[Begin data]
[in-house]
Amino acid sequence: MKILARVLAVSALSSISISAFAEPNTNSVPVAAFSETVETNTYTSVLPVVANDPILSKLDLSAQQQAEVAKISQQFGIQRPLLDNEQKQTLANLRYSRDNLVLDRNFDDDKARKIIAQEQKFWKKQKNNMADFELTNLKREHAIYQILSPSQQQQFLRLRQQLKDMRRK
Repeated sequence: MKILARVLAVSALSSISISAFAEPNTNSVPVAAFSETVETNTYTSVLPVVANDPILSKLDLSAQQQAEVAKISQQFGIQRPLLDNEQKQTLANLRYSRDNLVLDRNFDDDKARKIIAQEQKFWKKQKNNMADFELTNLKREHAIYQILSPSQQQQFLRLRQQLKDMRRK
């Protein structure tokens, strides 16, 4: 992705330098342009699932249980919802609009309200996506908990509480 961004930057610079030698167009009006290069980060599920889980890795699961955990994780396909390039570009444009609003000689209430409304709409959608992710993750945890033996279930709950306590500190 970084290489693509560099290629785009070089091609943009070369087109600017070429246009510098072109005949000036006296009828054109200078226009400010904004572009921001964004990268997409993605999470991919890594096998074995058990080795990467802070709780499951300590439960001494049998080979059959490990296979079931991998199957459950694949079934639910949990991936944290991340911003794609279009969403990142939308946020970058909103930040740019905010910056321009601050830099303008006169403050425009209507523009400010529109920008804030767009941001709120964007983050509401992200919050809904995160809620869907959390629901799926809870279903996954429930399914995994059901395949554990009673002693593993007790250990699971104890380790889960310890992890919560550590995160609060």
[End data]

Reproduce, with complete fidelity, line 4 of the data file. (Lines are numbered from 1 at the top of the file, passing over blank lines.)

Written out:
């Protein structure tokens, strides 16, 4: 992705330098342009699932249980919802609009309200996506908990509480 961004930057610079030698167009009006290069980060599920889980890795699961955990994780396909390039570009444009609003000689209430409304709409959608992710993750945890033996279930709950306590500190 970084290489693509560099290629785009070089091609943009070369087109600017070429246009510098072109005949000036006296009828054109200078226009400010904004572009921001964004990268997409993605999470991919890594096998074995058990080795990467802070709780499951300590439960001494049998080979059959490990296979079931991998199957459950694949079934639910949990991936944290991340911003794609279009969403990142939308946020970058909103930040740019905010910056321009601050830099303008006169403050425009209507523009400010529109920008804030767009941001709120964007983050509401992200919050809904995160809620869907959390629901799926809870279903996954429930399914995994059901395949554990009673002693593993007790250990699971104890380790889960310890992890919560550590995160609060």